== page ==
I really thought after this fight, the phone would ring. My rationale on this is that most of the upcoming young fighters would want to face me so if they did beat me, they had a recognized name on their records in the win column.

Being in boxing for almost 25 years, I am totally honest with myself and I would be willing to even take a six round fight, just to stay busy so I can get my weight off quicker and, continue to get my sharpness back.

BB: Besides for your return to boxing, what are you doing with yourself today?

Totally straight up with you, outside of boxing, I don’t know how to make it. My entire life from a kid has been in boxing. I have tried to be a trainer and worked with different kids, but so many times in boxing, you see them leave you if they make it or they wind up going to jail. It’s sad because you put your heart into working and training them, for them to just up and leave you.

If I can make it back into the top ten, I can make a little money and maybe even get a title shot.

BB: It’s no secret that in the past, you had a documented drug problem, but from all accounts, it seems you have gotten your life back on track. What do you attribute your finally defeating, what may have been your toughest opponent? Also, what message can you send to other boxers and every day people who may read this interview about getting clean?

I have to first thank God almighty for helping me defeat this terrible drug problem I had. Over the last several years, I had fought my drug demons before, beat them, but slid back again. Now, I want to prove to myself, not the world, that I can stay clean and maybe, do something in this comeback. That keeps me going everyday. If I leave boxing or get around the old crowd, I will fall backwards again, and I don’t want that. I moved all the way out to Cedar Rapids, Iowa to ensure I will not be around the wrong crowds anymore. Clint Calkins who is my best friend and now my manager, is helping me daily. We are a team!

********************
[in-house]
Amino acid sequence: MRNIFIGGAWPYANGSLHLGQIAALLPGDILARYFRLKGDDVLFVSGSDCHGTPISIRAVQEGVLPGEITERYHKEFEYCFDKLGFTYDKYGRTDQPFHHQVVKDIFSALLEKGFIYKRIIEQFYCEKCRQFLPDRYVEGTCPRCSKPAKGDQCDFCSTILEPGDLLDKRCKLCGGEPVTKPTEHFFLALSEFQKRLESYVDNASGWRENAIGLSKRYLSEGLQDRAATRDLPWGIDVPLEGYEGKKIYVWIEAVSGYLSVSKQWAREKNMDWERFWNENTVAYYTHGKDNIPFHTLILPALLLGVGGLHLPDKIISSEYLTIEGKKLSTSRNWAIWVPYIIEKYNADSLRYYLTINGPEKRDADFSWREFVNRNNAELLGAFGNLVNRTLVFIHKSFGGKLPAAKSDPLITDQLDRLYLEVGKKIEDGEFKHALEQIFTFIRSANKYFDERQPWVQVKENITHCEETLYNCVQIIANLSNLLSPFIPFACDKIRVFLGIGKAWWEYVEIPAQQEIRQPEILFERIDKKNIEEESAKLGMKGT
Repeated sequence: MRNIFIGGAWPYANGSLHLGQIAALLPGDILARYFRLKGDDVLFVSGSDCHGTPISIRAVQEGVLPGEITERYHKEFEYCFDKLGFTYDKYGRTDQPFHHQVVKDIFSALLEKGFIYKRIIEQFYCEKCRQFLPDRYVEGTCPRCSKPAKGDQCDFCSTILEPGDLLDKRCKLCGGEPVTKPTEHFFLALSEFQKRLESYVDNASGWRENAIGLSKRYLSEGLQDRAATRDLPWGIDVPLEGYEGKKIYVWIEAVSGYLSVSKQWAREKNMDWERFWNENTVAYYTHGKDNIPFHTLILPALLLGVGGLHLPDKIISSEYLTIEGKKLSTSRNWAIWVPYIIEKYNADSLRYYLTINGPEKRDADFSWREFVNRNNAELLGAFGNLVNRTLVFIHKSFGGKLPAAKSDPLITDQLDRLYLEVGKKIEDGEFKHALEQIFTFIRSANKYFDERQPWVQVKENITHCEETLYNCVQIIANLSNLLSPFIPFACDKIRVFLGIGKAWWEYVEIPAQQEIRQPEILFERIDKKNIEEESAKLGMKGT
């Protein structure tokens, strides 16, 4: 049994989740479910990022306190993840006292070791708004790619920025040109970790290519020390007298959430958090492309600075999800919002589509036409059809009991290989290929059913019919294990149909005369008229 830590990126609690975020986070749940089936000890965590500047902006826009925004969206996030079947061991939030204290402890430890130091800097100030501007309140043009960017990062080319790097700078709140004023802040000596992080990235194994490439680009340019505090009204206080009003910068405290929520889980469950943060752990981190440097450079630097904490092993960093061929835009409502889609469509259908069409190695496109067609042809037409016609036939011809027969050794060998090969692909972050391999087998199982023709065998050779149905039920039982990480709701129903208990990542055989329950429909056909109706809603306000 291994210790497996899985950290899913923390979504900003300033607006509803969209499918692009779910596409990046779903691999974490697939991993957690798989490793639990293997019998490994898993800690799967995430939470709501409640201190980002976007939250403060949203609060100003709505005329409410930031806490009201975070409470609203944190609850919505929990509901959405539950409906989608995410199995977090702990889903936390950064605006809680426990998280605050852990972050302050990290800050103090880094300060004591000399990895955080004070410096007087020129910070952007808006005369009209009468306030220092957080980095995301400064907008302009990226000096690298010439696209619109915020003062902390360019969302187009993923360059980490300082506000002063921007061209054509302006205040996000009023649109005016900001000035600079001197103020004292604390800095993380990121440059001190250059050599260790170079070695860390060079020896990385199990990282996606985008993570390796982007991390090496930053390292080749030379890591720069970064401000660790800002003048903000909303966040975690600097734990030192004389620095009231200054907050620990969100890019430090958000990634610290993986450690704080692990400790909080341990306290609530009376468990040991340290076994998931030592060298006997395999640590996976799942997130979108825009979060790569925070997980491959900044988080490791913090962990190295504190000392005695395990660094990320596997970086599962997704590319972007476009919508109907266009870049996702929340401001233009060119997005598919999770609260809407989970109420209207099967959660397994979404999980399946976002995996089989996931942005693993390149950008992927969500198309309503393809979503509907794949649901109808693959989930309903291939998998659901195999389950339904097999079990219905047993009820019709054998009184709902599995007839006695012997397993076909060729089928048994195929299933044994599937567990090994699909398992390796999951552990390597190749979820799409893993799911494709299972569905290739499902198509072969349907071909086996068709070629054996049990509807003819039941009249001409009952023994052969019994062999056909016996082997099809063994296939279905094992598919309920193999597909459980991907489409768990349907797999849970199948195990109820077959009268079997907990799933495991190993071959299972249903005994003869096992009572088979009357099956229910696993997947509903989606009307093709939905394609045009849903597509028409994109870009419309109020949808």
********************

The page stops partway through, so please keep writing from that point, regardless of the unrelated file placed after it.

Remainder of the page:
My message would be fall upon your knees and pray. Each individual has their own way of staying clean. I was a fighter, and to fight 15 rounds against another heavyweight, you would think, it would be no problem to beat a drug addiction. I am here to tell you, this drug thing will kill you! To the folks out there struggling with a drug problem, stay focused and believe that God can give you the strength to beat your demons.

BB: You turned professional on June 14, 1980. It was at the end of the Muhammad Ali era, and the start of another with a dominant champion in Larry Holmes. As a young man, what were your thoughts on the heavyweight division at that time?

At that time, I admired Larry Holmes and Muhammad Ali gave me my first black eye. I was on Ali’s team and in fact, when I turned professional, he bought my Mother a house. I thought the division was very solid with contenders up and down the ranks that could be a champion on any given night. My jab is what I got from Holmes and from Ali, my speed. I knew after working with guys like Mike Weaver, Leroy Jones, and Ken Norton to name just a few and hold my own, I was going to for sure make move up the ranks.